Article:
The concept of critical thinking reflects an idea derived from roots in ancient Greek. The word critical derives etymologically from 2 Greek roots: kriticos which means discerning judgment and criterion which means standards. Etymologically, then the word implies the development of discerning judgment based on standards. In Webster's New World Dictionary, the relevant entry for critical reads, characterized by careful analysis and judgment and is followed by: critical in the strictest sense, implies an attempt at objective judgment so as to determine both merits and faults. Considering these definitions together, critical thinking may be appropriately defined as thinking explicitly aimed at well-founded judgment, utilizing appropriate evaluative standards in an attempt to determine the true worth, merit, or value of something (Elder & Paul, 2006 p.6).
The extent to which we can think critically is strongly related to who we are. The enculturation process largely determines one's prejudices and values and our self-concept contains specific areas of sensitivity and weaknesses that motivate defensive thinking through the use of ego defenses and self-serving biases.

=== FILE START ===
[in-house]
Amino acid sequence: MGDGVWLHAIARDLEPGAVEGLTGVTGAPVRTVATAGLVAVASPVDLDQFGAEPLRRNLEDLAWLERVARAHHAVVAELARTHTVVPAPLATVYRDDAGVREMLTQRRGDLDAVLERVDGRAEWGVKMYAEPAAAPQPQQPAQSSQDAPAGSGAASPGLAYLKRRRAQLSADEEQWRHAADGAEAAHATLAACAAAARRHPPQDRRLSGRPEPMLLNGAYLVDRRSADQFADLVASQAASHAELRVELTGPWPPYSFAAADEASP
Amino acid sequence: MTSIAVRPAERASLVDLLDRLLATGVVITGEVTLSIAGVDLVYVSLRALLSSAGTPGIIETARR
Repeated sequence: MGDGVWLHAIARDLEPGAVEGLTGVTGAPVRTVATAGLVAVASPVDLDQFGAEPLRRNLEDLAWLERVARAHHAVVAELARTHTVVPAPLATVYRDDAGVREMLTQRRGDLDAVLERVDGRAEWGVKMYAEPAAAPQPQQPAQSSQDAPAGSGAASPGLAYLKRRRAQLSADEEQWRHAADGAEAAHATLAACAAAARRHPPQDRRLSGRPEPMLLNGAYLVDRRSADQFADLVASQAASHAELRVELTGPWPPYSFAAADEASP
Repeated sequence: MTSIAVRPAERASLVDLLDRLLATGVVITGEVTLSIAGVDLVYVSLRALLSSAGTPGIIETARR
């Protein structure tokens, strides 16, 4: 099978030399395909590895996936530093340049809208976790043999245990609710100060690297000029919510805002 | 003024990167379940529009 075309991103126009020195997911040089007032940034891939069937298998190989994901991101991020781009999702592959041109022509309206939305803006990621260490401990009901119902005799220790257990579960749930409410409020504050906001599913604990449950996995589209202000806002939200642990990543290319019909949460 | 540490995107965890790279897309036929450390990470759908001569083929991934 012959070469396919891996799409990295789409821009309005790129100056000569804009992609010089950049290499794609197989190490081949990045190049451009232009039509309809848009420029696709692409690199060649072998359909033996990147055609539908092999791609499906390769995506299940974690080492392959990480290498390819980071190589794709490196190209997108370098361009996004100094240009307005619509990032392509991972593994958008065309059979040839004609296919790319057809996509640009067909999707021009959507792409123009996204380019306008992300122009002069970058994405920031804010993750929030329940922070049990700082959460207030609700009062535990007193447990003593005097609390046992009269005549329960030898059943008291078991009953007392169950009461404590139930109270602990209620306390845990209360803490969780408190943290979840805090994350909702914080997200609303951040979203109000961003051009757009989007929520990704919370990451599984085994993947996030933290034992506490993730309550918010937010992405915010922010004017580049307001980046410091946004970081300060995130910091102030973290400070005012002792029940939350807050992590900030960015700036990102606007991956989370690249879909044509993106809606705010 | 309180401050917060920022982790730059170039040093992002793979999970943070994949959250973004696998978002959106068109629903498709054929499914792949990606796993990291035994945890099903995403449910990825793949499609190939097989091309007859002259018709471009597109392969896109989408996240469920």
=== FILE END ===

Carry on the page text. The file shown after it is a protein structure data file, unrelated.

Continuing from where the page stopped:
Additionally, one's schemata shape, restrict and stereotype one's perceptions and thinking. Depression, anger, passion and stress can lead to irrational thoughts and poor judgment. One's thinking also seems to be affected by one's need for consistency and balance among one's thoughts and emotions (Goodpaster & Kirby, 2007 p.27).
When thinking critically, one assesses the situation and attempts to view things in an objective manner. This does not mean that emotions have no part in the process. But it does mean that emotions must be viewed in a rational fashion. How one thinks about a situation in a coherent fashion invariably affects one's behavior. When one acts in the real world and makes decisions about the real world, one is forced to constantly ask questions as to what...